I have been invited to the launch of Kaleidoscope Diversity Trust in the State Rooms of the Speaker’s House this evening. Kaleidoscope is a major new initiative in the global campaign for diversity, supporting LGB&T people suffering persecution around the world. The Trust says it will work with local gay rights campaigners and lobby for equal rights in areas such as Africa and the Middle East. It will focus on crises involving individuals and emerging gay rights movements.
Kaleidoscope acknowledges that any are fortunate to live in countries where there has been significant progress towards ending discrimination against people on grounds of their sexuality and that around the world there are signs of progress. But in many countries laws and cultural attitudes still make it impossible for gay men and women to live full and productive lives free from fear.
The campaign for diversity and an end to discrimination around the world is being fought by many thousands of individuals and groups on every continent. Progress varies from place to place but the goal is always the same.
Those who promote discrimination and hatred find it much easier to get their message across than those who argue for understanding and mutual respect. Kaleidoscope intends to work to ensure that the case against homophobia is heard wherever possible.
It plans to commission and promote research to counter hatred of homosexuals whether for cultural, religious or any other reason because fighting prejudice and ignorance requires well-presented arguments based on reliable evidence.
Kaleidoscope brings together people with wide experience of politics, diplomacy and campaigning to apply pressure for change on governments, international organisations and those with the power to make change a reality.
The Trust has been endorsed by all three major British party political leaders and its Honorary President is the Speaker of the British House of Commons, John Bercow MP.
In endorsing the new project, Prime Minister David Cameron said:
“Our country has made real progress on LGB and T equality and, without forgetting how far we’ve still got to go domestically, it is right that we should now increasingly turn our attention towards bringing about change abroad. In some countries, it’s simply appalling how people can be treated – how their rights are trampled on and the prejudices, and even violence, they suffer. So I want Britain to be a global beacon for reform. That’s why I am delighted to send my best wishes to Kaleidoscope, and wish them well in their work. We look forward to the contribution that Kaleidoscope will make to the debate on and progress towards equality worldwide.”
The director of Kaleidoscope is Lance Price, a former BBC journalist and special advisor to former British Prime Minister Tony Blair. He said:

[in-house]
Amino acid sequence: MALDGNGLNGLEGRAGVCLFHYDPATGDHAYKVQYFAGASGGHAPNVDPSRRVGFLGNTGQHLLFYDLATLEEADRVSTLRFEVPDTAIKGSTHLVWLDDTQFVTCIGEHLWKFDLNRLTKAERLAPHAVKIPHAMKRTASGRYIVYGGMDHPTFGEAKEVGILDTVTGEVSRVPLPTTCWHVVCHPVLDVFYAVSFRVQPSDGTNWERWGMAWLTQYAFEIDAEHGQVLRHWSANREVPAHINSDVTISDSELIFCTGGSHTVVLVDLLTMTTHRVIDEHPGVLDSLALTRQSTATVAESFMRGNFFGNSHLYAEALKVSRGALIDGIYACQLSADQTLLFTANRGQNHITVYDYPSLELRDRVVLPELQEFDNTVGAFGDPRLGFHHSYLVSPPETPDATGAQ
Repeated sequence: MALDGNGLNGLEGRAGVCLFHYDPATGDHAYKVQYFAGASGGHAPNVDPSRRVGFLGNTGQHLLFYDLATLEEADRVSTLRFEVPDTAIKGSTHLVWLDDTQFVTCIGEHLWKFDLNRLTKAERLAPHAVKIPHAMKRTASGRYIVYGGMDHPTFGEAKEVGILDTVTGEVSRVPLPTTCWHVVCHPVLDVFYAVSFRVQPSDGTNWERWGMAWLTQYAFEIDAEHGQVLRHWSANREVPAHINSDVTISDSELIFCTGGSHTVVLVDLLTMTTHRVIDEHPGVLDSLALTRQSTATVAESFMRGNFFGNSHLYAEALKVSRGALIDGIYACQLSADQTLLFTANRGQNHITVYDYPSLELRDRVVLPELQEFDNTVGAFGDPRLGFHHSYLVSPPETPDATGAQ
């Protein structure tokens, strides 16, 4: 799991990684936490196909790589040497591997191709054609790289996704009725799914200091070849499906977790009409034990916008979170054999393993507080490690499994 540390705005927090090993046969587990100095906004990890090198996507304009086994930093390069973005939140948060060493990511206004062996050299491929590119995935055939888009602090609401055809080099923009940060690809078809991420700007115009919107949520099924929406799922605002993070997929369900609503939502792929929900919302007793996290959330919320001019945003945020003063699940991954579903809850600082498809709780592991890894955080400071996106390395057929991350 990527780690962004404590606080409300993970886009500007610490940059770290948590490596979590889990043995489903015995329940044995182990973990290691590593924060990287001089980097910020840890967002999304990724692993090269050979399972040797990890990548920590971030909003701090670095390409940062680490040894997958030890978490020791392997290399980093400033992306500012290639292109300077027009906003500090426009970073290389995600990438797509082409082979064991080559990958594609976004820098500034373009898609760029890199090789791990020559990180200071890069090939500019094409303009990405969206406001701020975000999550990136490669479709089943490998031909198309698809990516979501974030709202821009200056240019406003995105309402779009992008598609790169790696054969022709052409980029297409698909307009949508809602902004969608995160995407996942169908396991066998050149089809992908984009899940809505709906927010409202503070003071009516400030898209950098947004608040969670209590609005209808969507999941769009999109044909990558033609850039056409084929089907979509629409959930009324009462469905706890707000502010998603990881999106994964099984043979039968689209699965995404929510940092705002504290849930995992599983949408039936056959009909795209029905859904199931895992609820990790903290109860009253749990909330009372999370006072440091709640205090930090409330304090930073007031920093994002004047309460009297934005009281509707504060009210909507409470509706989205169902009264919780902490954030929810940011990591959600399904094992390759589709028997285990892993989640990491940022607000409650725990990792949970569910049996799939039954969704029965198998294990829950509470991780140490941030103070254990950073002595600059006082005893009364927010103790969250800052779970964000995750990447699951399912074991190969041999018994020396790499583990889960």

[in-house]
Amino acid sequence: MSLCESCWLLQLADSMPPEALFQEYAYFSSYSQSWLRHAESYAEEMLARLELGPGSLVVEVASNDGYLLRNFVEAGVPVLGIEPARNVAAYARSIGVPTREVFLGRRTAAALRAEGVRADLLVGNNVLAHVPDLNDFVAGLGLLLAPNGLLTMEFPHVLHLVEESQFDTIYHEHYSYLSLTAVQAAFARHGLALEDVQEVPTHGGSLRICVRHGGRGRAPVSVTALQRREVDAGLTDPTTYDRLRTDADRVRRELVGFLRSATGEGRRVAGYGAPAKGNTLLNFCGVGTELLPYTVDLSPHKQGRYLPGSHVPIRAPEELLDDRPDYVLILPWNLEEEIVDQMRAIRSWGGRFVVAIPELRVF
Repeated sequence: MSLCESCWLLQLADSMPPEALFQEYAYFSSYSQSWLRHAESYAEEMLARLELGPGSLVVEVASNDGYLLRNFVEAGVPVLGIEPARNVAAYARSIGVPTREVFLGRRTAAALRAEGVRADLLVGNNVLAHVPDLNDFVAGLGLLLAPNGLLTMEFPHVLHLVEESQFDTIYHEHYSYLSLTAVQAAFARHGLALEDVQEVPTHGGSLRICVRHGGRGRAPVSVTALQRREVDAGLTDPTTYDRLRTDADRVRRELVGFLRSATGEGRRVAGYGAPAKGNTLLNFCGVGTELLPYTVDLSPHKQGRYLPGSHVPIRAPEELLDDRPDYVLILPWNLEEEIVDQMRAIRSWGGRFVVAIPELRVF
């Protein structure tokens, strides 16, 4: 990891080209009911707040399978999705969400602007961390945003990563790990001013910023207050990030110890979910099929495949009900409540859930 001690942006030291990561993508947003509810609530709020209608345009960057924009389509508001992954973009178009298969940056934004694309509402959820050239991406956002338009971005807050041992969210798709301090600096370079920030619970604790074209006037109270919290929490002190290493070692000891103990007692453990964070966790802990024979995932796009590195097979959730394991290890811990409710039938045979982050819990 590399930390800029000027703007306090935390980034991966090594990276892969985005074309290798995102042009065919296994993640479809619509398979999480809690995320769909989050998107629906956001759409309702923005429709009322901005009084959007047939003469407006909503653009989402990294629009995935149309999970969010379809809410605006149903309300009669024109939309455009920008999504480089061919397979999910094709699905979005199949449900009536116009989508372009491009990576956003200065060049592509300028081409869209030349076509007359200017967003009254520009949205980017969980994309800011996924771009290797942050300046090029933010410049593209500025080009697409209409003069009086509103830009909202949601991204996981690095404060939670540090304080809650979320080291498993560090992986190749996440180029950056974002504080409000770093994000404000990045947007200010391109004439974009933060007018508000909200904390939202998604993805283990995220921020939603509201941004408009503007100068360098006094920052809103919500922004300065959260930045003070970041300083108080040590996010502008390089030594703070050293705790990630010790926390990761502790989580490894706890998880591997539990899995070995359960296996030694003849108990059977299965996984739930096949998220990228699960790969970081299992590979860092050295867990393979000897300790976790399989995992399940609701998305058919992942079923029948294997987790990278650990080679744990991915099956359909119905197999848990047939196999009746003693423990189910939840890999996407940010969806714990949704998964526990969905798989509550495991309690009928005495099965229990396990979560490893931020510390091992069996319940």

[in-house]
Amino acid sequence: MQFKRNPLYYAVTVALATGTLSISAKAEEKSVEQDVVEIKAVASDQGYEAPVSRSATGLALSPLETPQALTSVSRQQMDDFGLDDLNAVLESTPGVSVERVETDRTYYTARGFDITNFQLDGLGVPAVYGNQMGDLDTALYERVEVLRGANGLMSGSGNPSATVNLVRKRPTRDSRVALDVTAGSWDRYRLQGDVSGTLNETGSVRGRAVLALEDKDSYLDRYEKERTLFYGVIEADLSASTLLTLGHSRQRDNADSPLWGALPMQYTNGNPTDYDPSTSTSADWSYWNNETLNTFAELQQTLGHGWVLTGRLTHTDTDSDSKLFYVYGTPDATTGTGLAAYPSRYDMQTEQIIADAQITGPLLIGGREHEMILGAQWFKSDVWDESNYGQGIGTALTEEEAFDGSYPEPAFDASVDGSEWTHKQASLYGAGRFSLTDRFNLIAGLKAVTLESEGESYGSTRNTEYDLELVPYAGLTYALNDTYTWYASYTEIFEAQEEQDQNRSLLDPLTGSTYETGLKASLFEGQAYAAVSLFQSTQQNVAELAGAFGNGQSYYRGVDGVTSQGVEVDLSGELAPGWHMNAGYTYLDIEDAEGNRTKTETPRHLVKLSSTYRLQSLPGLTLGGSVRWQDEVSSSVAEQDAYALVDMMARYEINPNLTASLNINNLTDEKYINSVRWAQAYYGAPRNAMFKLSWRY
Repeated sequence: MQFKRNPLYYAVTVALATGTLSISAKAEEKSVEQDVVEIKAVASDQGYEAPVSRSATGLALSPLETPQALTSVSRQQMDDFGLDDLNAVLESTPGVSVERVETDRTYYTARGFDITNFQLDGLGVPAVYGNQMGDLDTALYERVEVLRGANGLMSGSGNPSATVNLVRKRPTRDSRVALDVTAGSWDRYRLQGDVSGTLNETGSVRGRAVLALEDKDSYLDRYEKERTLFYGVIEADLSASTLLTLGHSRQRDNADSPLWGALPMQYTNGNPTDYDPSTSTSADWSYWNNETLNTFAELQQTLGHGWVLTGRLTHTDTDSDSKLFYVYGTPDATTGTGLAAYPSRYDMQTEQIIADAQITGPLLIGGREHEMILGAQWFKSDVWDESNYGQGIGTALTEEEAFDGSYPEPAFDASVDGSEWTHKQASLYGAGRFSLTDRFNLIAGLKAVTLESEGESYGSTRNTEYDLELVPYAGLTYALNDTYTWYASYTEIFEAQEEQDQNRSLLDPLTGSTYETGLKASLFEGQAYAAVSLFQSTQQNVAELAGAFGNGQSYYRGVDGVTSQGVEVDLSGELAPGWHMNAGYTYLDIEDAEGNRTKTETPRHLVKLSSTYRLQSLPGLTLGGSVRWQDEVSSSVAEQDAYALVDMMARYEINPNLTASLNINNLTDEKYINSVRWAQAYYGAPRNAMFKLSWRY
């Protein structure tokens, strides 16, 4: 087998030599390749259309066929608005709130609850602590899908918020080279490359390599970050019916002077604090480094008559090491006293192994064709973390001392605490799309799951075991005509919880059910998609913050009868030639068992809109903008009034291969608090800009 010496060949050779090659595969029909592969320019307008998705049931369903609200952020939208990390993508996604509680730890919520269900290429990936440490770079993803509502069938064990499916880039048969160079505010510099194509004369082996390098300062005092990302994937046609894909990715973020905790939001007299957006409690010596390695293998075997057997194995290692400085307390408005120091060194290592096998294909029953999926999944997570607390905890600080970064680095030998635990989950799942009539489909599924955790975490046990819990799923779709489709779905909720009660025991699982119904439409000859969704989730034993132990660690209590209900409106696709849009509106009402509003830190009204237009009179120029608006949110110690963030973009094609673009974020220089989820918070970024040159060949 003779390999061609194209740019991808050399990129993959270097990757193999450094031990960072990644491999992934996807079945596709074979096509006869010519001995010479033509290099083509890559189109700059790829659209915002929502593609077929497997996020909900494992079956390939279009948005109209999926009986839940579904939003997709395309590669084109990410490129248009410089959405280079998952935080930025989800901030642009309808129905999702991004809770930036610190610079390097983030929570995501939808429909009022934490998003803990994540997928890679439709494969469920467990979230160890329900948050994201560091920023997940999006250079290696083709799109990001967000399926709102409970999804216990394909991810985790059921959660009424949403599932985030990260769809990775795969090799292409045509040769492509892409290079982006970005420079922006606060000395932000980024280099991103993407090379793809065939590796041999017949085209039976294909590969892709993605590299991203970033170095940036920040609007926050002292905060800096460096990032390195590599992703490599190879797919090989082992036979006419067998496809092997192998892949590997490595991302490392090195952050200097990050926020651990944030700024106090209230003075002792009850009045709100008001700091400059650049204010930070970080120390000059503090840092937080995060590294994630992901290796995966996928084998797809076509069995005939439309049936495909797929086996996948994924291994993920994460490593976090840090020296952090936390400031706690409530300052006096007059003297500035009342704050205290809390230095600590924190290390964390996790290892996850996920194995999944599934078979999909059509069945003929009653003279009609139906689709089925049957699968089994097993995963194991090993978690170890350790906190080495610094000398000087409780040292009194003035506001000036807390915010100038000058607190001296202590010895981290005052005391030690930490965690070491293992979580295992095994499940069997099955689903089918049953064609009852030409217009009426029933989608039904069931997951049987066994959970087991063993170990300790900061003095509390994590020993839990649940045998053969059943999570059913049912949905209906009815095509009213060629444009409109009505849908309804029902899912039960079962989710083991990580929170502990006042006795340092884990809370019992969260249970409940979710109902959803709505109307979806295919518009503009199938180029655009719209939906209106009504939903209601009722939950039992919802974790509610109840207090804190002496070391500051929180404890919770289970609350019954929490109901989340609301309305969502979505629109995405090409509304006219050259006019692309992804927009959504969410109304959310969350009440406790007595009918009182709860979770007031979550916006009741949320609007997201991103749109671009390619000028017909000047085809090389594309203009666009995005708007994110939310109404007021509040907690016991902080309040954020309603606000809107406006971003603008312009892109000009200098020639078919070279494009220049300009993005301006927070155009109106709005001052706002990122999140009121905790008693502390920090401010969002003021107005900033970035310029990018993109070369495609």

“So many people have given up their time and energy to make Kaleidoscope possible. They know who they are it’s now our responsibility to translate their hopes and efforts into something that can really make a difference. I am especially grateful to those women and men born and brought up in countries where just to be gay is to be in danger. Their experiences and their views have helped shaped everything we plan to do at Kaleidoscope.
“Now we look forward to welcoming new supporters and getting down to work. The scale of the task appears daunting and it is. But wherever there has been progress, where unjust laws have been repealed, and where homophobic attitudes have been successfully challenged, the process was invariably started by a few brave individuals. They felt isolated, they faced abuse and attack, but they knew that they had right on their side.
“There are men and women with just the same courage, facing just the same threats and dangers, in every country where discrimination and persecution persist. They too have right on their side. With your help they can feel less isolated and be better equipped to take on the challenge they face.”
One such individual is Bisi Alimi, a Nigerian gay rights activist who fell foul of the authorities after being the first person in his country to come out on a national television. He is among the founding members of Kaleidoscope. Bisi said: “I was attacked, tied up and beaten in my own home in Lagos. For the first time in my life I not only saw a gun but I felt it right against my head. I was forced to leave my country. My dream is that others like me will be free to stay and be happy, surrounded by the love of their friends and families.”
The Guardian newspaper reported the launch of the Trust on Monday and praised it in a leading article. The blog LGBT Asylum News, established in January 2008 to help save 19 year old gay Iranian Mehdi Kazemi from deportation, has also reported on today’s launch.